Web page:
Twenty20 internationals (2): Pakistan 1, Sri Lanka 1
One-day internationals (5): Pakistan 3, Sri Lanka 2
Test matches (3): Pakistan 1, Sri Lanka 1
Angelo Mathews was a whisker away from leading Sri Lanka to their most significant overseas series victory for 14 years - but, at the crunch, they snapped. Of the eight leading Test nations, Sri Lanka had been perhaps the most nervous travellers: excluding formalities in Bangladesh and Zimbabwe, they had not won abroad since a 2-1 victory in Pakistan in 1999-2000, when Muttiah Muralitharan was at the peak of his powers. And had Sri Lanka not been so passive on the last three days of this series, they would surely have become only the second visiting team to win in the UAE, after Steve Waugh's all-conquering Australians in 2002-03 (though the first of those three Tests was played in Colombo).
That prospect seemed fanciful when Sri Lanka - who had arranged no redball warm-up match - collapsed on the opening day of the First Test at Abu Dhabi. But Mathews stirred his side into action by batting throughout the fourth to score his second Test century, long enough to save the game. Sri Lanka's unfancied seam attack then put in a superb stint at Dubai which, along with Mahela Jayawardene's elusive 32nd Test century, catapulted them to a surprise nine-wicket win.
All that was required to knock the stuffing out of Pakistan were a few emphatic strokes on the fourth evening at Sharjah. But Sri Lanka's incessant blocks and leaves invited Pakistan to go for broke, and Mathews lapsed into the worst sort of negative tactics adopted by captains who are protecting a target in the last session of a match. If anything, his spread leg-side fields - in both innings - helped Pakistan pull off a sensational chase of 302 in 57.3 overs. The recalled Azhar Ali played the innings of his life and, as the light grew painfully thin, Misbah-ul-Haq hit the winning run with nine balls to spare. "This was my best victory," he said. It was the fastest 300-plus runchase in Test history, surpassing the 1984 West Indians at Lord's, and provided a triumphant farewell for coach Dav Whatmore, who decided to quit for family reasons after two years in charge. It was also the end of a two-year term for Sri Lanka coach Graham Ford, who headed for Surrey.
A 1-1 draw meant Pakistan remained unbeaten in all five Test series in the UAE since being forced to relocate following the terrorist attack on buses carrying the Sri Lankan team and match officials in Lahore in 2009. But there was no doubt where they would rather have been. The day before the opening Twenty20 international - and in the wake of Jonathan Trott's withdrawal from England's Ashes tour with a stress-related illness - Misbah reiterated his concerns about Pakistan's nomadic existence. "Being away from our families is taking its toll," he said. "You come back from a tour and hardly get time to settle, then you are off again." There were complaints too, after the Test defeat in Dubai, that Misbah was not getting the turning pitches he wanted, although wet weather around the Gulf was certainly a factor. The surfaces were sometimes so bland that Rangana Herath and Saeed Ajmal, two experienced spinners who had both enjoyed success in the UAE, were made to look ordinary.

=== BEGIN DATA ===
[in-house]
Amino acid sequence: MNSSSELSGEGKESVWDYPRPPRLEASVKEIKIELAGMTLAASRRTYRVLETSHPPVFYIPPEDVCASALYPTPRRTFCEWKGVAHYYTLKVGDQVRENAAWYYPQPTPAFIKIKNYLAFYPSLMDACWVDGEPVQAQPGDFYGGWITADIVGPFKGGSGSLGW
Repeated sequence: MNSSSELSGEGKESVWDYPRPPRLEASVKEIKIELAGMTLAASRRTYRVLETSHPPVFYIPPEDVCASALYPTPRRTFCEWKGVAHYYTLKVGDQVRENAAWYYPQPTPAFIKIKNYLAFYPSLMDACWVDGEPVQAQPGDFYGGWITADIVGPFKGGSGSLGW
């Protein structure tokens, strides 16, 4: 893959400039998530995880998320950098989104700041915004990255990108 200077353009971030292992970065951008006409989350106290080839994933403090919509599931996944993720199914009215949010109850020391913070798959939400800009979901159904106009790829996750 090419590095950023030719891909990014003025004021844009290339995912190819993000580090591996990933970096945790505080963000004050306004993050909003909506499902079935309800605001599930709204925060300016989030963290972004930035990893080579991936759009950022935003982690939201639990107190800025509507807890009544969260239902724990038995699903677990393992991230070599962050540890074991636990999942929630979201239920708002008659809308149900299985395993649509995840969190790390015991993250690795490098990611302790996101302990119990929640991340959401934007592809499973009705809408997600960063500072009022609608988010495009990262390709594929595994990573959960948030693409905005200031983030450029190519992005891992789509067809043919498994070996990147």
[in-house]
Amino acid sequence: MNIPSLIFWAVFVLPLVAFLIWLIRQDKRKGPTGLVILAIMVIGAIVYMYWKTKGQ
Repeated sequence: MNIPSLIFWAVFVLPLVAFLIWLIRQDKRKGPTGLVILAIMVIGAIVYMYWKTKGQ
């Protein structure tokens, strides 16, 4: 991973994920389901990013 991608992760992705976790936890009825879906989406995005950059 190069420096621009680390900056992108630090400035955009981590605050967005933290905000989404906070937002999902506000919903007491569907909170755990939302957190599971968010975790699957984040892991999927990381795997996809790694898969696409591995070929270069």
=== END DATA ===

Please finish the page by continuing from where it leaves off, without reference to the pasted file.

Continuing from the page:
Both boards were feeling the financial pinch, so it was no surprise that seven limited-overs matches preceded the Tests. Some of the best players were missing: Herath and Jayawardene sat out for personal reasons, while injury had caught up with Pakistan's towering spearhead Mohammad Irfan. Yet the cricket turned out to be some of the most compelling these countries had played for years. Three centuries by Mohammad Hafeez - who went on to lose his Test place - all led to Pakistan wins.
This was the third full series between these two old allies since October 2011, but the first to feature DRS. Pakistan never got their heads around it, failing in 20 reviews out of 21. During the Tests and the fifth one-day international, the ICC trialled their Officiating Replay System, designed to smooth out the more cumbersome aspects of DRS. If implemented, it would give third umpires the power to control the TV replays available to them, rather than wait for the broadcasters.
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